WND – December 21, 2016
A Christian student prevented from sharing his faith due to restrictive and subjectively applied “free speech” rules at Georgia Gwinnett College has filed a 76-page lawsuit against 11 named college officials.
“The First Amendment guarantees every student’s freedom of speech and religion. Every public school – and especially a state college that is supposed to be the ‘marketplace of ideas’ – has the duty to protect and promote those freedoms,” said ADF legal counsel Travis Barham, representing student Chike Uzuegbunam in the matter.
“Students don’t check their constitutionally protected free speech at the campus gate. While touting commitments to ‘diversity’ and ‘open communications,’ Georgia Gwinnett College confines the speech of students to two ridiculously small speech zones and then censors the speech that occurs in those areas.”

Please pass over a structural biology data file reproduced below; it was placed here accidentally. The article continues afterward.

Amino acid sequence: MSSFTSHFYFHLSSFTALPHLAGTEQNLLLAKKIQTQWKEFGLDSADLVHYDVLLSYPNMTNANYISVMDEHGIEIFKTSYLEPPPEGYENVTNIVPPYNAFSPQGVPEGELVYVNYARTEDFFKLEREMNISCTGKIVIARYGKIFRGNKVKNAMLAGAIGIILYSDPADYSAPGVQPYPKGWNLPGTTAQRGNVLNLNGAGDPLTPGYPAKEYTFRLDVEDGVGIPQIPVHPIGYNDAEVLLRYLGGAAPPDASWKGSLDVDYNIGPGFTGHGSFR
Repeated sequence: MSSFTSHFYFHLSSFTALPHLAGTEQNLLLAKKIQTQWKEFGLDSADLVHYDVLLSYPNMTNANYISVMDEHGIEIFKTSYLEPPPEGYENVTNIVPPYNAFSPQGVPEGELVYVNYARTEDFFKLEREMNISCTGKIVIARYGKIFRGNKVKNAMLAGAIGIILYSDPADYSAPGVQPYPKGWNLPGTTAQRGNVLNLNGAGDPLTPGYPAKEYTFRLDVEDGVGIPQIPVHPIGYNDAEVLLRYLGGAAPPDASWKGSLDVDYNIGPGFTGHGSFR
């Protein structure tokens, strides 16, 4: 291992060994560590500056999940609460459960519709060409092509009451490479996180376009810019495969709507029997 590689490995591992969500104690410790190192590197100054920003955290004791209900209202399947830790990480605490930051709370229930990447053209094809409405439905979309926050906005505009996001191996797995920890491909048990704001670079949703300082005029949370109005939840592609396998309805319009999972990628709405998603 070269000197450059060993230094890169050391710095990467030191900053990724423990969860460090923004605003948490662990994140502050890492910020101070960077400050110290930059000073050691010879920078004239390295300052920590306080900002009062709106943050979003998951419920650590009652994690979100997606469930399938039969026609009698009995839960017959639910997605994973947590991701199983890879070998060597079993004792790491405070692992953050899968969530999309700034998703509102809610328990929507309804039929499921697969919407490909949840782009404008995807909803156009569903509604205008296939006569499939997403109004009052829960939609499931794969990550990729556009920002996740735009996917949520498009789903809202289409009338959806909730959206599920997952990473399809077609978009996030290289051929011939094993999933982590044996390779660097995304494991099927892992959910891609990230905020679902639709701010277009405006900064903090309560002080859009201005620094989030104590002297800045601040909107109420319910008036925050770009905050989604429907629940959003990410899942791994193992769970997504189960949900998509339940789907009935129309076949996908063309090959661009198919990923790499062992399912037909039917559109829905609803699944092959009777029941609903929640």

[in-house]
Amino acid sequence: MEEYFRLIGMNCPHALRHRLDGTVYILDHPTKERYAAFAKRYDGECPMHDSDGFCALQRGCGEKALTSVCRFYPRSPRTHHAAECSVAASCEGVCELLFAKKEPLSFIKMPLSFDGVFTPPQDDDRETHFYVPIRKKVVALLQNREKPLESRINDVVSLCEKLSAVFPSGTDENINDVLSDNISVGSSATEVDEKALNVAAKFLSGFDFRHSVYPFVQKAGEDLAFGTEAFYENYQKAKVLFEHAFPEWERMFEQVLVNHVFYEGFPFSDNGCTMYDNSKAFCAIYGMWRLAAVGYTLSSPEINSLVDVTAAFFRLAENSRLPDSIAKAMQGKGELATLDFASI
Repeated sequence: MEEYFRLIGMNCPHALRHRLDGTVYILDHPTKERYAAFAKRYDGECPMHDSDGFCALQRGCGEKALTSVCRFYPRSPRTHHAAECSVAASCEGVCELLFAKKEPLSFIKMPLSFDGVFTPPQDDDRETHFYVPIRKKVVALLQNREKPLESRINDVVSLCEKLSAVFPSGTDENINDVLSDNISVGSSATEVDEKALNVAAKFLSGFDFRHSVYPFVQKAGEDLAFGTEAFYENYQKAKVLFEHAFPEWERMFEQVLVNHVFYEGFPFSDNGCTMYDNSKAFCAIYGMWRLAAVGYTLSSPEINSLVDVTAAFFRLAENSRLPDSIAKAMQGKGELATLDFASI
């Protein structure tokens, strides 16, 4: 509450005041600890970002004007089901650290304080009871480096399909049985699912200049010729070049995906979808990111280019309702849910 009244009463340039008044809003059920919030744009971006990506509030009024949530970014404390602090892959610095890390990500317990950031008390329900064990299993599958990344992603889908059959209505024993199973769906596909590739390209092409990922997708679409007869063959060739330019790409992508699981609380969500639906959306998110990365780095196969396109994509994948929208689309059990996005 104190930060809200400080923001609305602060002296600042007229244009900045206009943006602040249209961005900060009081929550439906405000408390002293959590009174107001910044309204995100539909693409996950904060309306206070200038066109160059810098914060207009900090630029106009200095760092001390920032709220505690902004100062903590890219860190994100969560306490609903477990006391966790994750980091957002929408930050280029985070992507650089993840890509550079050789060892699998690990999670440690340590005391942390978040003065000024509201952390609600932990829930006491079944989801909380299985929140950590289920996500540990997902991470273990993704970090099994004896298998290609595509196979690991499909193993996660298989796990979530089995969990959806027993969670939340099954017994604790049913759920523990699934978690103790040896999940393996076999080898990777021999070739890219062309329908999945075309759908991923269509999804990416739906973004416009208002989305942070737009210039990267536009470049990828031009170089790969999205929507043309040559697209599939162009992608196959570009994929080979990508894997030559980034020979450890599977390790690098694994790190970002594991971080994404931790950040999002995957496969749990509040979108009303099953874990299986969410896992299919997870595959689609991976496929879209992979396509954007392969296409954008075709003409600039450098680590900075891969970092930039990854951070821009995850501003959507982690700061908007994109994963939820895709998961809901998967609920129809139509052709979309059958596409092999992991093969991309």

Uzuegbunam first ran afoul of GGC’s policy when he attempted to hand out literature and speak with willing listeners about his evangelical faith on the plaza in front of the campus library. Despite positioning himself so as to not interfere with foot traffic, he was stopped by college officials who informed him that any such activity on campus required a permit. He was also told he would need a permit to approach anyone to privately share his faith.
The college’s only exceptions are two restricted “free speech” zones, comprising just .0015 percent of the 260-acre campus. Even here, students must submit any materials they wish to display or hand out three days in advance and are restricted to use of the zones only once every 30 days. The zones are only available for use 18 hours per week.